Switch-B# configure terminal Enter configuration commands, one per line.  End with CNTL/Z. Switch-B(config)# interface range fa0/1 - 16 Switch-B(config-if-range)# switchport mode access Switch-B(config-if-range)# switchport access vlan 10 Switch-B(config-if-range)# exit Switch-B(config)# interface range fa0/17 - 32 Switch-B(config-if-range)# switchport mode access Switch-B(config-if-range)# switchport access vlan 20 Switch-B(config-if-range)# exit Switch-B(config)# interface range fa0/33 , fa0/34 - 48 Switch-B(config-if-range)# switchport mode access Switch-B(config-if-range)# switchport access vlan 30 Switch-B(config-if-range)# exit 

The shaded line in Example 2-22 demonstrates combining a list and range of interfaces.

Once you have completed your VLAN configuration, you can use the show vlan command to verify the VLAN configuration, as shown in Example 2-23.

Example 2-77. Verifying VLAN Configuration on Switch-B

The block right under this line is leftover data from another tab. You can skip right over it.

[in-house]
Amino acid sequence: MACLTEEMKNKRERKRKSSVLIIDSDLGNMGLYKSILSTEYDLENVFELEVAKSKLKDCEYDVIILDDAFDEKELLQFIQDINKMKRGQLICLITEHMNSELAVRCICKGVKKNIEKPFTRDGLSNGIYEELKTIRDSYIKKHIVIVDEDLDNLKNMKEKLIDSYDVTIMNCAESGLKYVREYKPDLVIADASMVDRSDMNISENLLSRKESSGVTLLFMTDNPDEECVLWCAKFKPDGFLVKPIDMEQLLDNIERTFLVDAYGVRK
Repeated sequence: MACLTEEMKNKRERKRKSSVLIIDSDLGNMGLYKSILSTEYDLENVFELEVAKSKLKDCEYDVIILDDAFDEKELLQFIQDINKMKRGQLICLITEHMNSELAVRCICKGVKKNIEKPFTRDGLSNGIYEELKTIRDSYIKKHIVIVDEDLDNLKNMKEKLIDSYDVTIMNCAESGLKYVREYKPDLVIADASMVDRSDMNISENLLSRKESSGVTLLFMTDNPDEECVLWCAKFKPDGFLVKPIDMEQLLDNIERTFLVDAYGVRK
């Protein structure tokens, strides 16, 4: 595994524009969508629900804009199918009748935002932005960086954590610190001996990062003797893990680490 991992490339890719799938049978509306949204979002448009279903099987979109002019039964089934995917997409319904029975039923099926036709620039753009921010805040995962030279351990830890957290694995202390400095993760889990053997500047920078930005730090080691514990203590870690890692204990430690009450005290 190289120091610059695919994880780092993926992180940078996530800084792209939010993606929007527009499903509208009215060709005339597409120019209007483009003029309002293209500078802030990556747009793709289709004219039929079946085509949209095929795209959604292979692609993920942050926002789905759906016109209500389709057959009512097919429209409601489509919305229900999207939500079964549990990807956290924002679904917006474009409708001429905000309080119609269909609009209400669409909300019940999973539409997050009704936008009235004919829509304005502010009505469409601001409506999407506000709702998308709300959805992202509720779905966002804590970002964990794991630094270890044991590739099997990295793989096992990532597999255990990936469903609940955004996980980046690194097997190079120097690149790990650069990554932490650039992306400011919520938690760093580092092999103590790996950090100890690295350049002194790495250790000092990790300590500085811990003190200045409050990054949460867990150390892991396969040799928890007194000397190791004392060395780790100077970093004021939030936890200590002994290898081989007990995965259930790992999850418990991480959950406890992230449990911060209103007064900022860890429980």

Switch-B# show vlan LAN Name                             Status    Ports ---- -------------------------------- --------- ------------------------------- 1    default                          active    Gi0/1, Gi0/2 10   Engineering                      active    Fa0/1, Fa0/2, Fa0/3, Fa0/4                                                 Fa0/5, Fa0/6, Fa0/7, Fa0/8                                                 Fa0/9, Fa0/10, Fa0/11, Fa0/12                                                 Fa0/13, Fa0/14, Fa0/15, Fa0/16 20   Sales                            active    Fa0/17, Fa0/18, Fa0/19, Fa0/20                                                 Fa0/21, Fa0/22, Fa0/23, Fa0/24                                                 Fa0/25, Fa0/26, Fa0/27, Fa0/28                                                 Fa0/29, Fa0/30, Fa0/31, Fa0/32 30   Marketing                        active    Fa0/33, Fa0/34, Fa0/35, Fa0/36                                                 Fa0/37, Fa0/38, Fa0/39, Fa0/40                                                 Fa0/41, Fa0/42, Fa0/43, Fa0/44                                                 Fa0/45, Fa0/46, Fa0/47, Fa0/48 1002 fddi-default                     active 1003 token-ring-default               active 1004 fddinet-default                  active 1005 trnet-default                    active ... (Output abbreviated) ...